14. Biglarian A, Bakhshi E, Gohari MR. et al. Artificial neural network for prediction of distant metastasis in colorectal cancer. Asian Pac J Cancer Prev. 2012;13:927-30
15. Chien CW, Lee YC, Ma T. et al. The application of artificial neural networks and decision tree model in predicting post-operative complication for gastric cancer patients. Hepatogastroenterology. 2008;55:1140-5
16. Barlin JN, Zhou Q, Clair CM. et al. Classification and regression tree (CART) analysis of endometrial carcinoma: Seeing the forest for the trees. Gynecol Oncol. 2013;130:452-6
17. Surucu M, Shah KK, Mescioglu I. et al. Decision trees predicting tumor shrinkage for head and neck cancer: implications for adaptive radiation therapy. Technol Cancer Res Treat. 2016;15:139-45
18. Anagnostopoulos I, Anagnostopoulos C, Vergados D. et al. The Wisconsin breast cancer problem: Diagnosis and TTR/DFS time prognosis using probabilistic and generalised regression information classifiers. Oncol Rep. 2006;15:975-81
19. Orr RK. Use of a probabilistic neural network to estimate the risk of mortality after cardiac surgery. Medical Decision Making. 1997;17:178-85
20. Kluska J, Kusy M, Obrzut B. Prediction of radical hysterectomy complications for cervical cancer using computational intelligence methods. In: (ed.) Rutkowski L, Korytkowski M, Sherer R, Tadeusiewicz R, Zadeh LA, Zurada J. Artificial Intelligence and Soft Computing: 11th International Conference, ICAISC 2012, Zakopane, Poland, April 29-May 3, 2012, Proceedings, Part II. Berlin: Springer-Verlag. 2012:259-67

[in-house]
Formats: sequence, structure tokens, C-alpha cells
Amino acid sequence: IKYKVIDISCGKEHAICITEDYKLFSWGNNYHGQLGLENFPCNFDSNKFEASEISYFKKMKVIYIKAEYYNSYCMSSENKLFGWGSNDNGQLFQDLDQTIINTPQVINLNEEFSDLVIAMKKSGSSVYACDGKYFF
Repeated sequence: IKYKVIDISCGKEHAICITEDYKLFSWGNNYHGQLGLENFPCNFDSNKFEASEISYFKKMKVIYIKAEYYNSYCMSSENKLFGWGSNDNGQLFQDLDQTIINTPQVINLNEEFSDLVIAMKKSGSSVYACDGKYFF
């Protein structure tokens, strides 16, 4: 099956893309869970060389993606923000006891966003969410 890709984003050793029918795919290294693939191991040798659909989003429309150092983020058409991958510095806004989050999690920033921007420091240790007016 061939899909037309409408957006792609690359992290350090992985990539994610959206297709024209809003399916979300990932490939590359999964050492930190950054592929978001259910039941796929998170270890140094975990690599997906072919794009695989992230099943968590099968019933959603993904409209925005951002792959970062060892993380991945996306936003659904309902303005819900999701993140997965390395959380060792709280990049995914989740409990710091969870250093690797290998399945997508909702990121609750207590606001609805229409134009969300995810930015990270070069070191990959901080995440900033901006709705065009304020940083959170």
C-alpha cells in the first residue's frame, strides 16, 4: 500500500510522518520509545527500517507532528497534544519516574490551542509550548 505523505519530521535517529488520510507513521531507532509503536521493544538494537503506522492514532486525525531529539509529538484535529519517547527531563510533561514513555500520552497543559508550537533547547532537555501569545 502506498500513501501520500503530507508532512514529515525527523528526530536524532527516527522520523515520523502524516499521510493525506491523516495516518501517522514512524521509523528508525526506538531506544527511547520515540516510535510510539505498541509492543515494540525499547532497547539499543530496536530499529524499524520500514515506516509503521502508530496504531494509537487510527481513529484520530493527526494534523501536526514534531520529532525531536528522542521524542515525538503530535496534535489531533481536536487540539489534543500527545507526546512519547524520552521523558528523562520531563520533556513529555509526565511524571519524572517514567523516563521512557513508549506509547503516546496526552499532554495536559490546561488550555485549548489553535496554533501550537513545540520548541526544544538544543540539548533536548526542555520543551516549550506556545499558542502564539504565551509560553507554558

21. Kusy M, Obrzut B, Kluska J. Application of gene expression programming and neural networks to predict adverse events of radical hysterectomy in cervical cancer patients. Med Biol Eng Comput. 2013;51:1357-65
22. Stehman FB, Bundy BN, Disaia PJ. et al. Carcinoma of the cervix treated with radiation therapy I. A multi-variate analysis of prognostic variables in the gynecologic oncology group. Cancer. 1991;67:2776-85
23. Fyles AW, Pintilie M, Kirkbride P. et al. Prognostic factors in patients with cervix cancer treated by radiation therapy: results of a multiple regression analysis. Radiother Oncol. 1995;35:107-17
24. Obrzut B, Semczuk A, Naróg M. et al. Prognostic parameters for patients with cervical cancer FIGO stages IA2-IIB: a long-term follow-up. Oncology. 2017;93:106-14
25. Suprasert P, Srisomboon J, Charoenkwan K. et al. Twelve years experiences with radical hysterectomy and pelvic lymphadenectomy in early stage cervical cancer. J Obstet Gynaecol. 2010;30:294-8
26. Horn LC, Fischer U, Raptis G. et al. Tumor size is of prognostic value in surgically treated FIGO stage II cervical cancer. Gynecol Oncol. 2007;107:310-5
27. Eifel PJ, Jhingran A, Levenback CF. et al. Predictive value of a proposed subclassification of stages I and II cervical cancer based on clinical tumor diameter. Int J Gynecol Cancer. 2009;19:2-7
28. Wagner AE, Pappas L, Ghia AJ. et al. Impact of tumor size on survival in cancer of the cervix and validation of stage IIA1 and IIA2 subdivisions. Gynecol Oncol. 2013;129:517-21
29. Delgado G, Bundy B, Zaino R. et al. Prospective surgical-pathological study of disease-free interval in patients with stage IB squamous cell carcinoma of the cervix: a Gynecologic Oncology Group study. Gynecol Oncol. 1990;38:352-7
30. Sedlis A, Bundy BN, Rotman MZ. et al. A randomized trial of pelvic radiation therapy versus no further therapy in selected patients with stage IB carcinoma of the cervix after radical hysterectomy and pelvic lymphadenectomy: A Gynecol Oncol. Group Study. Gynecol Oncol. 1999;73:177-83